Emile

J.J. ROUSSEAU

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"ONE MAY JUSTLY HAIL ROUSSEAU AS THE DISCOVERER OF THE CHILD": ROUSSEAU’S EMILE, RARE 1762 FIRST EDITION—A BEAUTIFUL COPY IN CONTEMPORARY CALF-GILT

ROUSSEAU, J.J. Emile, ou De L'Education. La Haye [Hague; i.e. Paris]: Jean Neaulme [i.e. Nicolas-Bonaventure Duchesne], 1762. Four volumes. Octavo, contemporary full mottled calf, elaborately gilt-decorated spines, raised bands, red and olive morocco spine labels, marbled endpapers.

First edition of one of Rousseau’s greatest works, a vastly influential philosophical novel whose "originality lay in the fact that it was the first comprehensive attempt to describe a system of education according to nature," with five finely engraved illustrations after designs by Charles Eisen—a splendid copy in contemporary mottled calf-gilt.

Emile expressed Rousseau's primary philosophy of education, the core of which was his belief in encouraging a child to ask his own questions and in allowing a child to demonstrate his interest in a subject rather than forcing learning. "One may justly hail Rousseau as the discoverer of the child" (Curtis & Boultwood, 264). "Around 1750 Rousseau began to promulgate the idea of the noble—or innocent—savage: our ancestor, a man uncorrupted by civilization and untainted by the sin of property. This line of thinking led to Emile and the Social Contract (both 1762). The first describes, in the form of a novel, the ideal education of the innocent child so that he shall not become tainted by society. Instead of his natural instincts being curbed in schools by moral instruction, the child should be encouraged to develop his individuality in the bosom of his family; religion should be nondogmatic and depend not on the head but the heart; experience should come not from books but from life. Thus, in an important sense, all liberal modern educational experiments derive from Rousseau. He set himself, in Emile, against all the traditional methods of education, and the book… must have influenced the practice of education insofar as this has gradually if often reluctantly allowed more open expression of individuality" (Seymour-Smith, The 100 Most Influential Books Ever Written, 294).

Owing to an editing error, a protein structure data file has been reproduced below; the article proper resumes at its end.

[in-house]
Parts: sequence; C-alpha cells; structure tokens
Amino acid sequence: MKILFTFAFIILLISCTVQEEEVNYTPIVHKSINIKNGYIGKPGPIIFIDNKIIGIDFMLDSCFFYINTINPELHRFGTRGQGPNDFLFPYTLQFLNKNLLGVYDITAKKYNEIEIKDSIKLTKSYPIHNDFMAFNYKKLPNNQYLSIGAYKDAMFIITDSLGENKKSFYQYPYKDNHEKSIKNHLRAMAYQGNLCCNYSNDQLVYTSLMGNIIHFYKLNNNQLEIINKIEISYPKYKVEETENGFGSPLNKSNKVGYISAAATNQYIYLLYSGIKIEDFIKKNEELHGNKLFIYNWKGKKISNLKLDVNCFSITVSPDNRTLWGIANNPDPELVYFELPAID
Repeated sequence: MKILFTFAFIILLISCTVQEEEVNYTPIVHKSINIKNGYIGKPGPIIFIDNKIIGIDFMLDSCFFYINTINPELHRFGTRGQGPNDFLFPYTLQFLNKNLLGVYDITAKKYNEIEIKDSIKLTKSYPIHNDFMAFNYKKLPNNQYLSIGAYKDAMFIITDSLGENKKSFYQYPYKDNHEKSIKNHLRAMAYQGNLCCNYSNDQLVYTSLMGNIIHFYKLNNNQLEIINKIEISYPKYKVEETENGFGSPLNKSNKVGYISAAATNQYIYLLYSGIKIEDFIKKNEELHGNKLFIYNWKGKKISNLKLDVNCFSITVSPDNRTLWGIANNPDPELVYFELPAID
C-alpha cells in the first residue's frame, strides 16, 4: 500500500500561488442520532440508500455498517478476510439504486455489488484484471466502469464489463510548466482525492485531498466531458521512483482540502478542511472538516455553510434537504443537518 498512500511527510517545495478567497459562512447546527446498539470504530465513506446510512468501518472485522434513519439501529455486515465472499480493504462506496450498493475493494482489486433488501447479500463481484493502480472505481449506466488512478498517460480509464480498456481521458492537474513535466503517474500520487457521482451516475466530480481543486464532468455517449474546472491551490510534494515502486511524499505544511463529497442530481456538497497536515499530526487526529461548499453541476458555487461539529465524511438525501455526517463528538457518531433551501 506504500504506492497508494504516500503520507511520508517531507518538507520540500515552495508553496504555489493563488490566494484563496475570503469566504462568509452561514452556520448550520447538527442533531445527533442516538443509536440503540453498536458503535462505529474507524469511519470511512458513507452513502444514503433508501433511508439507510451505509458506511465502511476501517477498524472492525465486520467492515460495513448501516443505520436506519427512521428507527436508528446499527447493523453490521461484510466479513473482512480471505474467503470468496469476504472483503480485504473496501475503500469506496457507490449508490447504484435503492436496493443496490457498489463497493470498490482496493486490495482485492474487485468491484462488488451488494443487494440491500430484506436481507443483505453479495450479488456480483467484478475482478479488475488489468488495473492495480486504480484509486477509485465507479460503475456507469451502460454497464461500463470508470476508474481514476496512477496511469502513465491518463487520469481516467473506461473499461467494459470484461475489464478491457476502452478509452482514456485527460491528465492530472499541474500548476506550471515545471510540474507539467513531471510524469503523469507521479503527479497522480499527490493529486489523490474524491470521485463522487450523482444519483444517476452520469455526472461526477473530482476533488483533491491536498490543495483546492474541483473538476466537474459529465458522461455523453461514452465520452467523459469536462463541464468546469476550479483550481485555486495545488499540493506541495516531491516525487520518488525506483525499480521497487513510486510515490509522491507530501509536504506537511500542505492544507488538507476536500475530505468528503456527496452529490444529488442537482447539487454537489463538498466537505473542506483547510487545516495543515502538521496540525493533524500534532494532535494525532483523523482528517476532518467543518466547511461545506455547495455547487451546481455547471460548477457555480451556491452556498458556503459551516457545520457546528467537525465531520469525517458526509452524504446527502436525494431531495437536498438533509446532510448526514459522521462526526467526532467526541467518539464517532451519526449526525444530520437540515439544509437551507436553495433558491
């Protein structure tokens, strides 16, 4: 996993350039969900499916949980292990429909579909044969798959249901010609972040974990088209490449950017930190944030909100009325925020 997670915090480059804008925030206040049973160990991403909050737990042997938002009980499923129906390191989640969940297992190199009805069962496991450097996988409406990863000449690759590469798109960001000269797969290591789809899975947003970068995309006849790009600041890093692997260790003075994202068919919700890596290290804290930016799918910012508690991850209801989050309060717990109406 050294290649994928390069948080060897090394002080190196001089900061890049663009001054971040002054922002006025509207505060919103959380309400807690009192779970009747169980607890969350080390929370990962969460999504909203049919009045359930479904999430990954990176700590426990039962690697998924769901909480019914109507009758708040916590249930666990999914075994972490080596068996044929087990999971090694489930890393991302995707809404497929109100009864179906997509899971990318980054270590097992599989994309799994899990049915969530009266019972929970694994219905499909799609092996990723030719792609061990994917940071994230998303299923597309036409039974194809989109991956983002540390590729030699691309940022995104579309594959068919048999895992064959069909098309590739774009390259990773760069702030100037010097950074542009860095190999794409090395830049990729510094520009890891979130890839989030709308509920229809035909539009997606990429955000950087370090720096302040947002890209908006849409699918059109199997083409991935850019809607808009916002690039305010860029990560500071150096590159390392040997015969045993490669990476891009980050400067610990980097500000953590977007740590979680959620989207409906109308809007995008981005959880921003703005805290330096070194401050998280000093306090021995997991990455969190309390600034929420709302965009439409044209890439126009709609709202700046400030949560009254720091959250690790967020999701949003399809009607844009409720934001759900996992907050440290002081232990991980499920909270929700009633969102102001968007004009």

Rousseau's writings on philosophy and education had a profound impact on the English educational system. "Few books have had a greater immediate effect on English educational thought than Rousseau's Emile. Coming at a time when new stirrings disturbed the calm waters of 18th-century English education, its ideas fused with those of radical and scientific thinkers to create new insights into children, into methods of teaching, and the scope of the educational process, and these gave new directions to English educational thought… The main appeal of Emile, however, lay in its repudiation of dogmas that were thought to fetter human development… its originality lay in the fact that it was the first comprehensive attempt to describe a system of education according to nature" (Stewart & McCan, 23-8). The work was condemned by the Parliament of Paris in June, 1762. Emile proved very popular and was rapidly translated and printed throughout Europe.

The publication history of the book is complex. "In November 1761 [publisher Nicolas-Bonaventure] Duchesne signed an agreement with Jean Néaulme, a Dutch publisher chosen… to undertake an edition parallel to Duchesne's for distribution outside France… Duchesne's first edition appeared in two formats: a duodecimo with the false imprint 'A Amsterdam, Chez Jean Néaulme' and an octavo with the false imprint 'A La Haye, Chez Jean Néaulme.' The sheets of the duodecimo edition were printed first, and the pages then re-imposed for printing in octavo" (McEachern, Bibliography of the Writings of Jean-Jacques Rousseau, 16-17), but it was the octavo which was issued first (see McEachern for a full account of the various difficulties arising between author and printer). This copy has all four cancels, as usual. McEachern states that "copies of the octavo with cancellanda are exceedingly rare: I have located only one (Stuttgart) containing the two cancellanda of Volume I, and none at all containing the two cancellanda of Volume II." Volumes II-IV bound with half titles; no half title was issued for Volume I. Text in French. McEachern, 73-81, 1A. See Lowndes, 2134. Contemporary ink ownership stamp ("Bourlamaque") to title pages and printed booklabel ("D.D. Bernard et Auger") to front pastedown of each volume. Early ink inscription to the front flyleaf of Volume III.

Occasional spot of foxing, text generally quite clean and crisp. A few minor rubs to extremities, contemporary bindings quite sound and very handsome, gilt bright. A splendid copy of this rare landmark of education and philosophy.

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